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Full text of "History And Human Relation"

HISTORY   AND    HUMAN    RELATIONS

history — one of the most significant for anybody who
cares to ponder over it— is the fact that Jesus Christ was
not merely murdered by hooligans in a country road/,

n

that : day. eyery^nghat pretended to be



auAority of the JRoman government, and

democracy itself which shouted to save Barabbas rather
than^Christ We cannot really say : " See what awful
gangsters these people were ". We have rather to say :
" See the terrible things that this land of righteousness
leads to ". In a profound sense we may say that the
Crucifixion, however else we may interpret it accuses
human nature, accuses all, of us, in the very things that
we think are our righteousnesses. If we followed the
twentieth-century forms of moralising, which have run
so quickly to the national sort, we might imagine that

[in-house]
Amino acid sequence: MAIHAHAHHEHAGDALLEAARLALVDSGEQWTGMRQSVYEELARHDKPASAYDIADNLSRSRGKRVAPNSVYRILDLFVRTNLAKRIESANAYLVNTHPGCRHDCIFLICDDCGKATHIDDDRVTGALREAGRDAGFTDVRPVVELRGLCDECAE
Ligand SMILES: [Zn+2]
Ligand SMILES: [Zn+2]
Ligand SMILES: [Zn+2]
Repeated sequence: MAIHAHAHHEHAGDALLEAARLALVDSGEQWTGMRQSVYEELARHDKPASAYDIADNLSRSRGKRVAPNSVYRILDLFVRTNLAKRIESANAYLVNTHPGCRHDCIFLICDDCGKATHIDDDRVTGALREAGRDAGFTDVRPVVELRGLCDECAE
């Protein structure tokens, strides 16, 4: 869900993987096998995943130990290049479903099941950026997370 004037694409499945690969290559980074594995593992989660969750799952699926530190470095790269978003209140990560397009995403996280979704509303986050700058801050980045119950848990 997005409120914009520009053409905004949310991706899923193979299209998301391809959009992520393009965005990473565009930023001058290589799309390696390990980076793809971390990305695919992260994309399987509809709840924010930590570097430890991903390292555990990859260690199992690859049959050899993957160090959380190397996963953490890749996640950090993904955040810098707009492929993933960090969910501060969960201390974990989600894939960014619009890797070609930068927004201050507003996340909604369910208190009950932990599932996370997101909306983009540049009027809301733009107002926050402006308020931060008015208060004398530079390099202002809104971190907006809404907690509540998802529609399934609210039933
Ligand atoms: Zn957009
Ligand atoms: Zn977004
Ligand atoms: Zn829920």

the Jews of the time of Christ were particularly bad
sinners, worse than the rest of human nature. Our
attitude to the Crucifixion must be that of self-identifica-
tion with the rest of human nature — we must say " We
did it" ; and the inability to adopt something of the
same attitude in the case of twentieth-century events
has caused our phenomenal failure to deal with the
problem of evil in our time. So the Crucifixion, chal-
lenges the prestige and power of the Pharisaical notion
of upright living, challenges the old Roman respecta-*
bilities, and supersedes the pre-Christian notion of a
righteous man. In the light of it the claim that " oar
conscience is clear " is the ugliest pretence of all. Indeed,
if we call to mind that high-and-mighty kind of righteous--

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